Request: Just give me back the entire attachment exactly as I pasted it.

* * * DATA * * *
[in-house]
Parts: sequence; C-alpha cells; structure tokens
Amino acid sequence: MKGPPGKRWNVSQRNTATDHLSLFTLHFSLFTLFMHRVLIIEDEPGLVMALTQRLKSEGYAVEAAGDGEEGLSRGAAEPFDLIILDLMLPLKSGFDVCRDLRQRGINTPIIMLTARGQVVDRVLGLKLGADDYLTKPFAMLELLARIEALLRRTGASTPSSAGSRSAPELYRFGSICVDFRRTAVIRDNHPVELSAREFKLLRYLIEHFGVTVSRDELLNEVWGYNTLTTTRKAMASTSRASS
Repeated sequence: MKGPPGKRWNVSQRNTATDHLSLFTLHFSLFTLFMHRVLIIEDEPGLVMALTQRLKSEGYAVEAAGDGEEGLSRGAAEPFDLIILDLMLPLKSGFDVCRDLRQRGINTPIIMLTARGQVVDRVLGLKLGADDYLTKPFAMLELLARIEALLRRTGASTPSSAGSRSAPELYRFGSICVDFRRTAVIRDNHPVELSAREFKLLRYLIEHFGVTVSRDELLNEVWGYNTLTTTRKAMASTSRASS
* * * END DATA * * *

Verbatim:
[in-house]
Parts: sequence; C-alpha cells; structure tokens
Amino acid sequence: MKGPPGKRWNVSQRNTATDHLSLFTLHFSLFTLFMHRVLIIEDEPGLVMALTQRLKSEGYAVEAAGDGEEGLSRGAAEPFDLIILDLMLPLKSGFDVCRDLRQRGINTPIIMLTARGQVVDRVLGLKLGADDYLTKPFAMLELLARIEALLRRTGASTPSSAGSRSAPELYRFGSICVDFRRTAVIRDNHPVELSAREFKLLRYLIEHFGVTVSRDELLNEVWGYNTLTTTRKAMASTSRASS
Repeated sequence: MKGPPGKRWNVSQRNTATDHLSLFTLHFSLFTLFMHRVLIIEDEPGLVMALTQRLKSEGYAVEAAGDGEEGLSRGAAEPFDLIILDLMLPLKSGFDVCRDLRQRGINTPIIMLTARGQVVDRVLGLKLGADDYLTKPFAMLELLARIEALLRRTGASTPSSAGSRSAPELYRFGSICVDFRRTAVIRDNHPVELSAREFKLLRYLIEHFGVTVSRDELLNEVWGYNTLTTTRKAMASTSRASS